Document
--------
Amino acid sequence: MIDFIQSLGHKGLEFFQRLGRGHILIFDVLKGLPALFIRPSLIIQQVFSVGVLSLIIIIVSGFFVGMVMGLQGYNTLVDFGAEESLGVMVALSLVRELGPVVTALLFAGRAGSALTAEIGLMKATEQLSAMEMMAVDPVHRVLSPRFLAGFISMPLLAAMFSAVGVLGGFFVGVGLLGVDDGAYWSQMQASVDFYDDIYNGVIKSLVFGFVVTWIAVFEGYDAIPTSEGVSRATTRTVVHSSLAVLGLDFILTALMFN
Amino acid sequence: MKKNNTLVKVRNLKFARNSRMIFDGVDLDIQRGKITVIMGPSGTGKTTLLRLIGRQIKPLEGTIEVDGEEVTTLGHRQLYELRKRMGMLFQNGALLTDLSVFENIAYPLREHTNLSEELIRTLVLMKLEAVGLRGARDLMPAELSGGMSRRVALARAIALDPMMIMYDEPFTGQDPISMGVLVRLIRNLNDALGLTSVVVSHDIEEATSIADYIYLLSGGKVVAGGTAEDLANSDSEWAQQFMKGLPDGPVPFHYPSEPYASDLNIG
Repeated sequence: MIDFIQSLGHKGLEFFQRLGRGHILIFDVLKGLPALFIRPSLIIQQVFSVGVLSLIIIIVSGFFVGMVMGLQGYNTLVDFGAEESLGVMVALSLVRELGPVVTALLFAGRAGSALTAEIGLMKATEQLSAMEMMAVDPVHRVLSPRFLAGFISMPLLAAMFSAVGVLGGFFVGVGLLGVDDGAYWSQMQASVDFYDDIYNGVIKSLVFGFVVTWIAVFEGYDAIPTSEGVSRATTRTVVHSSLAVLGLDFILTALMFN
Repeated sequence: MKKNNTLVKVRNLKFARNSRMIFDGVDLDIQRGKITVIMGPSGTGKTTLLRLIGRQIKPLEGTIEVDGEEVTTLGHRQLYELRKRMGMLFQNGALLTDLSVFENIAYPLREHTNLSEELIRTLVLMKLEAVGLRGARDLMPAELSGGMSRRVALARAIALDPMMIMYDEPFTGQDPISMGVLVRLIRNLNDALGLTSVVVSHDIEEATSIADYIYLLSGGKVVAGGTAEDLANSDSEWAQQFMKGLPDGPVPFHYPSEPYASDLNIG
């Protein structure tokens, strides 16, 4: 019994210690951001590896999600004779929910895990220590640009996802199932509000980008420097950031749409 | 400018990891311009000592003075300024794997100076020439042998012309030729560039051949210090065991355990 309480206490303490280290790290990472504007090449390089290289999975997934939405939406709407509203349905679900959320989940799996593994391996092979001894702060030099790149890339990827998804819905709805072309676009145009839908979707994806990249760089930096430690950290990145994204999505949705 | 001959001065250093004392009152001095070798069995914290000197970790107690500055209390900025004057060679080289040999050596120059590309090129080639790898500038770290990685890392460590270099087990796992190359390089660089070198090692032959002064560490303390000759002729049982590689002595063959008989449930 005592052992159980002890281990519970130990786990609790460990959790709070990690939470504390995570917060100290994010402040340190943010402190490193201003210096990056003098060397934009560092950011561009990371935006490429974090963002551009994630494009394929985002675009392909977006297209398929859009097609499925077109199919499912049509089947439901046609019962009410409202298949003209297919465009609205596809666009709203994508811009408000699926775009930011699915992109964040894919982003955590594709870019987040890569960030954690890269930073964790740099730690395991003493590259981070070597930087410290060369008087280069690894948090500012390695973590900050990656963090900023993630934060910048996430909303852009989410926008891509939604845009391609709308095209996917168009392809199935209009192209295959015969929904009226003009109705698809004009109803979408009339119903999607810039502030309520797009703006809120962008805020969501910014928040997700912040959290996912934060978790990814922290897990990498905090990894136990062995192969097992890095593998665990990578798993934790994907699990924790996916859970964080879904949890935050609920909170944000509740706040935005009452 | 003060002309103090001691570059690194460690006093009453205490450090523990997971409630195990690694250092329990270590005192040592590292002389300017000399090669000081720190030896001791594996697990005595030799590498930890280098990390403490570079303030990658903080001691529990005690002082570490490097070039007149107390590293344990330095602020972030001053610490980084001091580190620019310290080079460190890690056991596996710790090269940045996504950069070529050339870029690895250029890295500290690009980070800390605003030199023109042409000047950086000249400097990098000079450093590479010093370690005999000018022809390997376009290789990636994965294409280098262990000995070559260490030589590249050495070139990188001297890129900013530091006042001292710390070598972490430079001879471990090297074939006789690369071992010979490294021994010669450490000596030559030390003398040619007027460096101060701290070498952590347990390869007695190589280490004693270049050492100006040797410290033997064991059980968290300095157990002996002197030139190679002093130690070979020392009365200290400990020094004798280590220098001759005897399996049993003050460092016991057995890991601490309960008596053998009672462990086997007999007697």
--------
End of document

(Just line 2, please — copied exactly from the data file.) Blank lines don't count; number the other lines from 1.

Amino acid sequence: MKKNNTLVKVRNLKFARNSRMIFDGVDLDIQRGKITVIMGPSGTGKTTLLRLIGRQIKPLEGTIEVDGEEVTTLGHRQLYELRKRMGMLFQNGALLTDLSVFENIAYPLREHTNLSEELIRTLVLMKLEAVGLRGARDLMPAELSGGMSRRVALARAIALDPMMIMYDEPFTGQDPISMGVLVRLIRNLNDALGLTSVVVSHDIEEATSIADYIYLLSGGKVVAGGTAEDLANSDSEWAQQFMKGLPDGPVPFHYPSEPYASDLNIG